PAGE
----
SUFFER, LITTLE CHILDREN (1983)
Directed by Alan Briggs
Available on DVD
The unexpected arrival of a young, mute girl at a children’s home spells trouble when the other kids at the home begin to misbehave. Initially, their behaviour is only minor mischief but when the kids start hurting others and children are found lying at the bottom of the stairs, it doesn’t take a genius to work out that something is terribly wrong and it all seems to have started with the arrival of mute girl, Elizabeth.
Labelled as one of the most controversial films in the UK during the video nasty era, I had high expectations for SUFFER, LITTLE CHILDREN… until I witnessed the opening sequence. From the amatuerish opening scenes reminiscent of a TV episode you might get shown at primary school on the television sitting on the unforgettable TV trolley, I realised this was the biggest troll in the history of cinema. All it was missing was a Rickroll.
Demonic kids. There’s always one and in this movie, it’s Elizabeth. But when a girl can’t talk, how can one portray that she is the psycho that is riling all the other kids up? By extreme close-ups of the girl’s eyes, of course! Mix this in with some strange music, a zombie picnic nightmare and a calm, collected Elizabeth walking amidst the chaos of spilled blood with a smirk on her face, you have everything you need to make a creepy kid horror. Well, almost. What’s missing is an engaging story with quality acting and dialogue you can actually hear. Some might say these aspects of filmmaking should be overlooked due to the fact the movie was made by drama students but apart from some adequate performances from the female guardian in charge of the children’s home, and a former resident-turned-popstar, there’s nothing here that is even watchable. It’s so cringeworthy and slow moving that it sent me to sleep numerous times and not even Jesus Christ can save the movie from its abysmal incarnation.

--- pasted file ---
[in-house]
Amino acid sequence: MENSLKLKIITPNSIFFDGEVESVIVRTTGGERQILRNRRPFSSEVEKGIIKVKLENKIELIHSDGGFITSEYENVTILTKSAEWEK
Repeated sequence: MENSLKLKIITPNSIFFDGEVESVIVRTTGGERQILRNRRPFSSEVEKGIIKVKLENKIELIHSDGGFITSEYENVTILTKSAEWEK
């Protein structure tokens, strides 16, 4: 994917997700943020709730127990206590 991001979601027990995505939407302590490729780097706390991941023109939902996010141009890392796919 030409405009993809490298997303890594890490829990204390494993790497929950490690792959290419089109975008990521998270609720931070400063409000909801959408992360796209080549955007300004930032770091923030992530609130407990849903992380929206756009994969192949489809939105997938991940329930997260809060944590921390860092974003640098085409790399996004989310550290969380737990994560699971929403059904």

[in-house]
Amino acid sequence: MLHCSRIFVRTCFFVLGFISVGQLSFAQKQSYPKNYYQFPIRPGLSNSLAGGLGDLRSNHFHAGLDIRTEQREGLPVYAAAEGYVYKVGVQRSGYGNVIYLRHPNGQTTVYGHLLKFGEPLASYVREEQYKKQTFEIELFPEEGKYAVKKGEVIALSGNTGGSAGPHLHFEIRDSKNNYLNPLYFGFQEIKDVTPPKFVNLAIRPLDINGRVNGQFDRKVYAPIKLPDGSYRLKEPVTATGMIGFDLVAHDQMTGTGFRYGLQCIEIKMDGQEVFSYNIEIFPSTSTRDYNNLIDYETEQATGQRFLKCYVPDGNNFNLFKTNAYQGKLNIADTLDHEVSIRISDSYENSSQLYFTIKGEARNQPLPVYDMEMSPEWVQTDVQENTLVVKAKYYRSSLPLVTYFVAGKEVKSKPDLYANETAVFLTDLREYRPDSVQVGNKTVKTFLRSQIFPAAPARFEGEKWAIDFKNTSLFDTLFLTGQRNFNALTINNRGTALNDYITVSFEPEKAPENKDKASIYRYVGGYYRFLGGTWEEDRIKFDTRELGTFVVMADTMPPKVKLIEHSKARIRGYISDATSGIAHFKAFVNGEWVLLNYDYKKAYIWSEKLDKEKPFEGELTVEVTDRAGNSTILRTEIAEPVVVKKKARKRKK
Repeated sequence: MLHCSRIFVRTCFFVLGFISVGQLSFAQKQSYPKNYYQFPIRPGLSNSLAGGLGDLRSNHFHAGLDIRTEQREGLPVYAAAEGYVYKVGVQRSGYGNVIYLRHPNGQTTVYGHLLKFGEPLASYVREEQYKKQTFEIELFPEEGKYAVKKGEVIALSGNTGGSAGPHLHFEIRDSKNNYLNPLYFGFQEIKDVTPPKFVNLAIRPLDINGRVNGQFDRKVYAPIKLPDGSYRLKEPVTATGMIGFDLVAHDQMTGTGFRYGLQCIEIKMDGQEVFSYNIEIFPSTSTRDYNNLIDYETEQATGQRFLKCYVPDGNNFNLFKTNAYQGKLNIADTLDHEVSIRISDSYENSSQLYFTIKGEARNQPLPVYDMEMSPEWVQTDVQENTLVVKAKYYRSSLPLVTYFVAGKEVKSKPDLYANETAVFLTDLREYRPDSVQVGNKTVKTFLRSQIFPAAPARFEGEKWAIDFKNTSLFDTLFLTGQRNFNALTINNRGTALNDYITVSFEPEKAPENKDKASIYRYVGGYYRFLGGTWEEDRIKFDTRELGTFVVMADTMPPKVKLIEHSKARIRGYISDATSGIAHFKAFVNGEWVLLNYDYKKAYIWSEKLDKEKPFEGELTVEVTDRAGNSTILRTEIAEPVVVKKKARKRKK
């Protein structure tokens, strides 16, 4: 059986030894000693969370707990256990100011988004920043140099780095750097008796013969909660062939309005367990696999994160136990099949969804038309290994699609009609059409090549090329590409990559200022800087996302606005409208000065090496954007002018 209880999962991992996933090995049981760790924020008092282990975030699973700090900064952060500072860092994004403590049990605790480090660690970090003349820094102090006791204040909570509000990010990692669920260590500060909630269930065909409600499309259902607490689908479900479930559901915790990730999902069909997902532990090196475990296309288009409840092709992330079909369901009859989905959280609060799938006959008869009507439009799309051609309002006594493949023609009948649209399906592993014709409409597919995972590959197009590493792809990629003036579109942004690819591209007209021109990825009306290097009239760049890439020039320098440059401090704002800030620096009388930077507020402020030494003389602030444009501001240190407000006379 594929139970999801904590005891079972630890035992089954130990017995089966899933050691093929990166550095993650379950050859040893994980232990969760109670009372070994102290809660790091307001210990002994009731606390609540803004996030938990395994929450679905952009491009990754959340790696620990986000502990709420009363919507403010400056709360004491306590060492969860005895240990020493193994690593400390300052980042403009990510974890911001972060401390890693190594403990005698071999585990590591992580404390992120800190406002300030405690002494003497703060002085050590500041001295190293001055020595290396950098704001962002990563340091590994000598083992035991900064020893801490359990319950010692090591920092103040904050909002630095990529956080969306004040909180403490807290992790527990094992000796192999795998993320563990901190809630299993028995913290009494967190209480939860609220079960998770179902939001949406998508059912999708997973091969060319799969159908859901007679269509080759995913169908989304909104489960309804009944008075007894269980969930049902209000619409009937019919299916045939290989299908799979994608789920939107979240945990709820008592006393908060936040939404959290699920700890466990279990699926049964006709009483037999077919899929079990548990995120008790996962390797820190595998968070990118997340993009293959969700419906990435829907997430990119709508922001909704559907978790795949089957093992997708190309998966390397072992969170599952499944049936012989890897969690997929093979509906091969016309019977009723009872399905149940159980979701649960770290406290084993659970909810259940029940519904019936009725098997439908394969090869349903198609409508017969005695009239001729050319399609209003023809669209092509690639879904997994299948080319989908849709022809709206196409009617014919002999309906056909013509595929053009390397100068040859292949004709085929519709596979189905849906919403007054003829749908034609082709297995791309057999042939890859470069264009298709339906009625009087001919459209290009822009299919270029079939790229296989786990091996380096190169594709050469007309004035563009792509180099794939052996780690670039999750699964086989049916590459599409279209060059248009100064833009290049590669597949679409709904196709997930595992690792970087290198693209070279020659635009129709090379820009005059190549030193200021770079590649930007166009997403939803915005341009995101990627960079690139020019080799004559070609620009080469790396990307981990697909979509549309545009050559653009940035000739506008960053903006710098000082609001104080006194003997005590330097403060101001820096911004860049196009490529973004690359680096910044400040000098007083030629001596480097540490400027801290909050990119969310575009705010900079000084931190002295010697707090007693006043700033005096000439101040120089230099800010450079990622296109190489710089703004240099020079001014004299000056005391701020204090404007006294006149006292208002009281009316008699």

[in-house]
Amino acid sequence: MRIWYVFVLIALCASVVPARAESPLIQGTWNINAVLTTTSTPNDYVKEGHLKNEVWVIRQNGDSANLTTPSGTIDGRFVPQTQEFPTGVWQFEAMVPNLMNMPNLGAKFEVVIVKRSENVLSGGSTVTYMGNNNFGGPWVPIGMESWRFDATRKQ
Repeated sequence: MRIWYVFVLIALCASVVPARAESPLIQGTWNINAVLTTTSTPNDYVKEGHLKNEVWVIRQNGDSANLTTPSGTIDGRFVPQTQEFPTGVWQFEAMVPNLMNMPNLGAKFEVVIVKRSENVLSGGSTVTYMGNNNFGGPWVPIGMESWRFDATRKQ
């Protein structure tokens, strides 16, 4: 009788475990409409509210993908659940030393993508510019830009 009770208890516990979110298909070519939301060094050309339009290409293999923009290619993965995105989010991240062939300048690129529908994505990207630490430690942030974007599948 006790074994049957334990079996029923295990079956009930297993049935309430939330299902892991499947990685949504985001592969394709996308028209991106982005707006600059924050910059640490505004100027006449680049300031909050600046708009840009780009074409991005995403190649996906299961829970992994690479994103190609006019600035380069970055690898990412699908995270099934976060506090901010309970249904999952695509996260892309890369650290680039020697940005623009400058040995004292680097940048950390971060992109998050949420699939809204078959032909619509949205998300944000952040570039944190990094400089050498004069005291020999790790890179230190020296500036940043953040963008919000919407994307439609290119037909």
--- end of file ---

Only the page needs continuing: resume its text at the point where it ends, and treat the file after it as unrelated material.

There are plenty of films out there that have been made on a budget that still manage to scrape some remnant of storytelling but unfortunately SUFFER, LITTLE CHILDREN is not one of them. Its only redeeming feature is that it isn’t afraid to murder a few kids as part of its barebones storyline, something which is quite taboo in filmmaking even to this very day! Convincing children to plunge a knife into themselves and to stab others, or push one of their friends down the stairs, shows that villainess Elizabeth is committed to her cause and that her path of destruction of those around her probably won’t stop until everyone, or at least those who are stood in the way of her plans, meets a sticky end.
A slow moving, grainy, home-made affair, SUFFER, LITTLE CHILDREN is riddled with flaws but if you can somehow hold out towards the end, you’ll be rewarded with the red stuff you may feel like spilling yourself. Corny with a hint of quirkiness, SUFFER, LITTLE CHILDREN is one for cult completists only.